Britain Divided: The Effect of the Spanish Civil War on British Political Opinion

By K. W. Watkins | Go to book overview

2
Image and Reality

THE Spanish Civil War was as a mirror into which men gazed and had cast back at them not a picture of reality but the image of the hopes and fears of their generation. For many it became the supreme moral issue of their time. British opinion was greatly influenced not so much by Britain's interests, as discussed in the previous chapter, as by the events in Spain, including foreign intervention. These alone were sufficient to have aroused strong emotions: the extravagant claims and distortion of fact, emanating from both sides, helped to inflame them.

Thousands upon thousands of men and women in Britain equated themselves with those in Spain who bore the same label or occupied, either nominally or in reality, a similar position in society. Thus the trade unionist in South Wales, the retired officer in Cheltenham, the small shop-keeper in Edinburgh, the minor civil servant in Bayswater, and the scientist in a research establishment identified themselves, from afar, with their opposite numbers in Spain without realising that in many instances the equation was totally unreal.

For example, the English Liberals inherit a tradition which is deep-rooted in our history, which, while possessing a Protestant and Puritan pedigree, is fiercely tolerant of other political and religious faiths, and which is not only conservative in temper but favours constitutional monarchy. Spanish Liberalism, like Continental Liberalism in general, is anti-monarchical, anti-clerical, and, by the standards of British Liberalism, almost revolutionary in character. Conversely, the outlook of British Catholics, in a country which had only passed its Catholic Emancipation Act a little over a century before ( 1829) and in which Catholics were a minority, was markedly different, matters of dogma apart, from the outlook of Spanish Catholics, of similar social status, belonging to a Church which had exercised a dominant political power for centuries, and which enjoyed vast privileges, destroyed or mitigated four or more centuries ago in England.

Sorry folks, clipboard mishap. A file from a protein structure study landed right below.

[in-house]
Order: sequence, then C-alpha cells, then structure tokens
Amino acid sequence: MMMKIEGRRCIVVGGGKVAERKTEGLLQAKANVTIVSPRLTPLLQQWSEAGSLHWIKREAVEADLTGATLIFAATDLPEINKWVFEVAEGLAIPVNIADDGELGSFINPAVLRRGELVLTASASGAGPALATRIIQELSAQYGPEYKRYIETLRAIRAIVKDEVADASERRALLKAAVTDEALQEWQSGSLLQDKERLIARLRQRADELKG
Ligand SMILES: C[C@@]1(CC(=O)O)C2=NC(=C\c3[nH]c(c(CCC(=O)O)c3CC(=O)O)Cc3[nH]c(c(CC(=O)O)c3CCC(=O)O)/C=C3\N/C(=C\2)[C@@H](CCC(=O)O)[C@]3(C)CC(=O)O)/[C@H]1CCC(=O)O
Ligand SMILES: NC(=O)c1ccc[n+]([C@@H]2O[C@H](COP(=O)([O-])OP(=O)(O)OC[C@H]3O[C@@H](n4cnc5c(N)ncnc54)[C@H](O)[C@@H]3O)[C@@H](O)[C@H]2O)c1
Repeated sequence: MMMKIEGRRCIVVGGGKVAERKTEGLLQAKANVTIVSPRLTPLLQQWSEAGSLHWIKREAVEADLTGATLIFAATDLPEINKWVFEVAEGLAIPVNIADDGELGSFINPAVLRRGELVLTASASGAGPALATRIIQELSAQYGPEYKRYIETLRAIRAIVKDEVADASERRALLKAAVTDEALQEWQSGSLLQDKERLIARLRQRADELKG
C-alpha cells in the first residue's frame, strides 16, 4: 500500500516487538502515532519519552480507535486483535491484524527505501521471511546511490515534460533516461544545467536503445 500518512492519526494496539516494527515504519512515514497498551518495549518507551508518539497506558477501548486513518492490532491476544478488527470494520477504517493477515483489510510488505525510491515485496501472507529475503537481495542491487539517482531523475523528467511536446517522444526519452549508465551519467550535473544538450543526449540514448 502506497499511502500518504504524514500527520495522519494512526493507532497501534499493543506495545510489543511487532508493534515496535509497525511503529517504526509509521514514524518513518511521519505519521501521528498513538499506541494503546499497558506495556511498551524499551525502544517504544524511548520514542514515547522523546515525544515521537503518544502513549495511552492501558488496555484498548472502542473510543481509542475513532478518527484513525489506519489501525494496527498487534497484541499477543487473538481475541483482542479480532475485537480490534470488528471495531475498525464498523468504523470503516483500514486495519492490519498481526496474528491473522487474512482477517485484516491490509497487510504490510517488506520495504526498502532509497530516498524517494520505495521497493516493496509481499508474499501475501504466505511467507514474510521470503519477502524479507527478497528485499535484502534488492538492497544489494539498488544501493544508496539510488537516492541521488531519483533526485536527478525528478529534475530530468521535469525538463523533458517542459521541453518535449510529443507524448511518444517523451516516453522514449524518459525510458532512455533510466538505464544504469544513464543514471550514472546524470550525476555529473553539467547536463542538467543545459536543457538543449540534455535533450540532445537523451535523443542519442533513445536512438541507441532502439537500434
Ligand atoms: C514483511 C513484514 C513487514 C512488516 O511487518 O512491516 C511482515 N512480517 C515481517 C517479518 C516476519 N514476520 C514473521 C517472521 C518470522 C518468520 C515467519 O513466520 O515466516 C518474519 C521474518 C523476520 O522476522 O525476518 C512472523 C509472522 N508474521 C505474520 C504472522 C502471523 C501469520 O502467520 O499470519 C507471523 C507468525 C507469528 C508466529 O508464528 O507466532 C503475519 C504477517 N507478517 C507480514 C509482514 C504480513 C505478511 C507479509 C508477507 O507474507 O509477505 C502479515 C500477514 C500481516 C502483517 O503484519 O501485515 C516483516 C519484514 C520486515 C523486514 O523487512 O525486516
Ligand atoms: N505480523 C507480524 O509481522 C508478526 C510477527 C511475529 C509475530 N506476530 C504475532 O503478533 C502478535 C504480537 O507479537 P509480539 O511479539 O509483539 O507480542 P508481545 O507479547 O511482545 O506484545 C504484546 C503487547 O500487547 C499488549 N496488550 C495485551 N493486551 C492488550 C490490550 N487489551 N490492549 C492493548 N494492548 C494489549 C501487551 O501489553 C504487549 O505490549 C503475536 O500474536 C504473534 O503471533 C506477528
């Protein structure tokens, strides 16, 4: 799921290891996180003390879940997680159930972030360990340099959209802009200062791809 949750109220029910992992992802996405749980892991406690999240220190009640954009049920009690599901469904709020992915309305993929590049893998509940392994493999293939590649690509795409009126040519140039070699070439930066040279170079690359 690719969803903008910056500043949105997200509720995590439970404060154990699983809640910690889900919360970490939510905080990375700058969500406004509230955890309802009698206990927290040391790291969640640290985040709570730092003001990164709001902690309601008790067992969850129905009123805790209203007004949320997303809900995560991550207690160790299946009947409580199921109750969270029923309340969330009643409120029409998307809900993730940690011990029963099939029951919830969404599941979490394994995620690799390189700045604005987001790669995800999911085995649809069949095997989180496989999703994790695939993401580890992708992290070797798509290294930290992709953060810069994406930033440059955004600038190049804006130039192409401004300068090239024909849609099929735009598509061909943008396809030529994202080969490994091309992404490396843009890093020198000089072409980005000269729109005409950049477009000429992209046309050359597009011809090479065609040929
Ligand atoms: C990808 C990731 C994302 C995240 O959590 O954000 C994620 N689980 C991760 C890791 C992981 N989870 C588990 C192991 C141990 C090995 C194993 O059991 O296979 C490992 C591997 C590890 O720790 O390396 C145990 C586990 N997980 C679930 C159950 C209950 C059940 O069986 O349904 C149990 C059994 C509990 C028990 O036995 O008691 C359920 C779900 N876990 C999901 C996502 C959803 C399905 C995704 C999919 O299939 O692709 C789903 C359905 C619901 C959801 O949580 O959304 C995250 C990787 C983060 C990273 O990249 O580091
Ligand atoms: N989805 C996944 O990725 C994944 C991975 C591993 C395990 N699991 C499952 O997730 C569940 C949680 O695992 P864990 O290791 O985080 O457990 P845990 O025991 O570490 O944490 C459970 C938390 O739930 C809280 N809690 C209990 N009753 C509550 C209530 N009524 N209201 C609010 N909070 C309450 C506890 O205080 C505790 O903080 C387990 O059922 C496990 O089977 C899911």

-13-

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Britain Divided: The Effect of the Spanish Civil War on British Political Opinion
Table of contents

Table of contents

  • Title Page iii
  • Preface vii
  • Contents ix
  • I - British Interests and the Spanish Civil War 1
  • 2 - Image and Reality 13
  • 3 - Non-Intervention 71
  • 4 - The British Right 83
  • 5 - The British Left 141
  • 6 - Spain and the Second World War 196
  • 7 - 'Conflicts -- Resolved and Unresolved' 202
  • Conclusion 234
  • Postscript 237
  • Appendix A 239
  • Appendix B 245
  • Appendix C 246
  • Appendix D 248
  • Appendix E 249
  • Appendix F 252
  • Bibliography 255
  • Index 262
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